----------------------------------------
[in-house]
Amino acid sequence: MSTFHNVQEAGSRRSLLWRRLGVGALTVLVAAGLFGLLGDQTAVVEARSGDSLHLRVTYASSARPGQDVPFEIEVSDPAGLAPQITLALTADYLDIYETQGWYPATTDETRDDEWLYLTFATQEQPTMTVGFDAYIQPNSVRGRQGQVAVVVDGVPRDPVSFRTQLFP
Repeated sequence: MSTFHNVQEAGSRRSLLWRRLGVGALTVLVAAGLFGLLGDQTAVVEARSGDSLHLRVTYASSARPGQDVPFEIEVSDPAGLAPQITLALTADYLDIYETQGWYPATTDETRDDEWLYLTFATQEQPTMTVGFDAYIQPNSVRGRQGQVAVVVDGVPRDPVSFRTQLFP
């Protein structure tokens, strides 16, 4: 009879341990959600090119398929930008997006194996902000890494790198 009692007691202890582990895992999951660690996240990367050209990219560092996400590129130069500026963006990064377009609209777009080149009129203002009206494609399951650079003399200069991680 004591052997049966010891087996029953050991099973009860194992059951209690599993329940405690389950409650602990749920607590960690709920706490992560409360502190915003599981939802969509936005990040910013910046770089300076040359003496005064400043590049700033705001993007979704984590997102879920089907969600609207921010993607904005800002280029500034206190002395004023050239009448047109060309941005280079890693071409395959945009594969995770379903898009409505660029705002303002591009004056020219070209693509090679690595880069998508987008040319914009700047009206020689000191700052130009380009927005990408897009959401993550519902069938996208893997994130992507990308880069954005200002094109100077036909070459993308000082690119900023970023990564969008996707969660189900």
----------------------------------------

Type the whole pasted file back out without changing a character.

[in-house]
Amino acid sequence: MSTFHNVQEAGSRRSLLWRRLGVGALTVLVAAGLFGLLGDQTAVVEARSGDSLHLRVTYASSARPGQDVPFEIEVSDPAGLAPQITLALTADYLDIYETQGWYPATTDETRDDEWLYLTFATQEQPTMTVGFDAYIQPNSVRGRQGQVAVVVDGVPRDPVSFRTQLFP
Repeated sequence: MSTFHNVQEAGSRRSLLWRRLGVGALTVLVAAGLFGLLGDQTAVVEARSGDSLHLRVTYASSARPGQDVPFEIEVSDPAGLAPQITLALTADYLDIYETQGWYPATTDETRDDEWLYLTFATQEQPTMTVGFDAYIQPNSVRGRQGQVAVVVDGVPRDPVSFRTQLFP
């Protein structure tokens, strides 16, 4: 009879341990959600090119398929930008997006194996902000890494790198 009692007691202890582990895992999951660690996240990367050209990219560092996400590129130069500026963006990064377009609209777009080149009129203002009206494609399951650079003399200069991680 004591052997049966010891087996029953050991099973009860194992059951209690599993329940405690389950409650602990749920607590960690709920706490992560409360502190915003599981939802969509936005990040910013910046770089300076040359003496005064400043590049700033705001993007979704984590997102879920089907969600609207921010993607904005800002280029500034206190002395004023050239009448047109060309941005280079890693071409395959945009594969995770379903898009409505660029705002303002591009004056020219070209693509090679690595880069998508987008040319914009700047009206020689000191700052130009380009927005990408897009959401993550519902069938996208893997994130992507990308880069954005200002094109100077036909070459993308000082690119900023970023990564969008996707969660189900």